San Antonio Express-News
November 27, 2009
by Gary Martin
WASHINGTON — After several years of fighting the U.S.-Mexico border fence, a coalition of Texas elected officials is working with the Obama administration on ways to improve border ports and facilitate trade while fighting drug smuggling.
The Texas Border Coalition's involvement with policymaking comes after a bitter tangle with the federal government over construction of the fence that Congress and the White House approved, but border business leaders and human rights groups opposed.
“We've got to work together,” said Chad Foster, Eagle Pass mayor and the coalition's chairman. “But that is where the wheels came off the cart — when there was legislation passed without any consultation.”
Coalition members are working with J.D. Salinas, the regional administrator for the U.S. General Services Administration and former Hidalgo County judge, on improvements to land ports of entry to enhance trade and bolster security.
It's not a new direction for the coalition, whose members first found strength in numbers more than a decade ago when they bonded to beat back legislative mandates from Austin and Washington.
The Texas Border Coalition was formed in 1998, with representatives from 10 border counties and 19 cities along the Rio Grande from Brownsville to El Paso, to lobby the state and federal governments for infrastructure improvements.
But that goal was derailed when the Sept. 11, 2001, attacks prompted Congress and the Bush administration to seek ways to shore up security along the Mexican border.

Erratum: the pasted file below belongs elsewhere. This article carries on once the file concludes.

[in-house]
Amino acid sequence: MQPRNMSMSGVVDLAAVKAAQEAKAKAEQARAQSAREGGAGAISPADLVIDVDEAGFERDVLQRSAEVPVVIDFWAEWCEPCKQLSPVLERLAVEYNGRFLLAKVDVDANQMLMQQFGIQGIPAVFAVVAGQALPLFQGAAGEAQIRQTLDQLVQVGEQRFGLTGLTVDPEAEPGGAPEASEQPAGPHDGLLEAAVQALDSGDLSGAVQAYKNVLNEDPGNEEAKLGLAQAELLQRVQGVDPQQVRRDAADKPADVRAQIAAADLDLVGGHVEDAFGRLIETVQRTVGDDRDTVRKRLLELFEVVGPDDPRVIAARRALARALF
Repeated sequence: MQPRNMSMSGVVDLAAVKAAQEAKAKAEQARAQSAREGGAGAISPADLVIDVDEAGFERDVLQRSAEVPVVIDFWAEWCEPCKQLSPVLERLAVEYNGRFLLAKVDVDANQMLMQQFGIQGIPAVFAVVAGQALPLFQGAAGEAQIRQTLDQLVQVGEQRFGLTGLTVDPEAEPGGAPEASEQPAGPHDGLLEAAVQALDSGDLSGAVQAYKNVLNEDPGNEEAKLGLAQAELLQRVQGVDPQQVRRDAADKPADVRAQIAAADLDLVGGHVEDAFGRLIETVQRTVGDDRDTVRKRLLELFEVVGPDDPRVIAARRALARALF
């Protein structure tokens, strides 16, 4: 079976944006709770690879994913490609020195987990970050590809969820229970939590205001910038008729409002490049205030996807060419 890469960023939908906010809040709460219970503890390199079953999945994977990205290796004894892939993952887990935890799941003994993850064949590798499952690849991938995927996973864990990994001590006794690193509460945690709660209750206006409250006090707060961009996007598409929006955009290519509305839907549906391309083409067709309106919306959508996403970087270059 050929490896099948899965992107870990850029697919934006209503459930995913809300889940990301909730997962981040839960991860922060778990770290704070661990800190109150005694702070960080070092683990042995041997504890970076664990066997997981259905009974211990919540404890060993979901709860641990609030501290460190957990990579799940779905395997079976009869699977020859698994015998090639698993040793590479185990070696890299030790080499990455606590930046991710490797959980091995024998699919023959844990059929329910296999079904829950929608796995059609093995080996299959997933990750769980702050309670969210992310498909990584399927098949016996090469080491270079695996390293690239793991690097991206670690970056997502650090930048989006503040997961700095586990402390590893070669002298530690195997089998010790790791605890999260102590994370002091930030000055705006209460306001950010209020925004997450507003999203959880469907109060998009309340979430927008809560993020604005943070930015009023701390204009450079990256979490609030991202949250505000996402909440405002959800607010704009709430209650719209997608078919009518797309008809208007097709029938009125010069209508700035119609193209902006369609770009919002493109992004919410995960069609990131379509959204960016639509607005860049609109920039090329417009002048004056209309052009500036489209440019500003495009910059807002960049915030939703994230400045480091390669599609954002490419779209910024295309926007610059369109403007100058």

The coalition fought the resulting fence, but couldn't prevent its construction. Foster called it “false security for mid-America” that hindered legitimate trade and cultural ties between the two countries.
The coalition was also outspoken against a plan by Republican Gov. Rick Perry to put Texas Rangers along the border this year to protect property owners from Mexican smugglers and drug cartel violence.
The “Ranger Recon” plan, as it was dubbed, coincided with the challenge to Perry by Sen. Kay Bailey Hutchison, R-Texas, for the GOP gubernatorial nomination. The coalition dismissed Perry's plan as electioneering, and told him so in a letter.
“While each of our communities has their own unique issues,” Foster wrote, “being overwhelmed by criminal elements from Mexico is not one of them.”
But the organization's biggest battle was the border fence.
The Secure Border Initiative was passed by Congress with overwhelming support. Hutchison and Sen. John Cornyn, R-Texas, voted for the bill, as well as Democratic Sen. Barack Obama of Illinois.
Now, 670 miles of fence is under contract to be built, with 110 miles of it in Texas. Some portions in Texas still face legal challenges.
“We were against the fence act, but where some of the fence was built makes sense,” said Jose “Pepe” Aranda, Maverick County judge.
But this month, the coalition backed Democrats in Washington who rejected an appropriations amendment by Sen. Jim DeMint, R-S.C., that would have provided funds for more pedestrian fencing.
Aranda said the real challenge on the border now is safety. He said working with federal and state leaders is the first step.
U.S. Customs officials and the Border Patrol are working with local elected leaders on the challenge of stopping drug trafficking.
Aranda said Operation Streamline, launched by the Bush administration to find and deport unauthorized immigrants with criminal backgrounds, is a successful federal program.
“We need to be realists and understand what we are up against on the border,” Aranda said. “Sending the Texas Rangers down to the border? That's not going to do anything.”
As the Texas Border Coalition looks toward goals for next year, efforts should be concentrated on Austin, he added.
“Bringing attention to the border at the federal level has been successful,” Aranda said. “Coming onto next year, we need a stronger focus on the state Legislature.”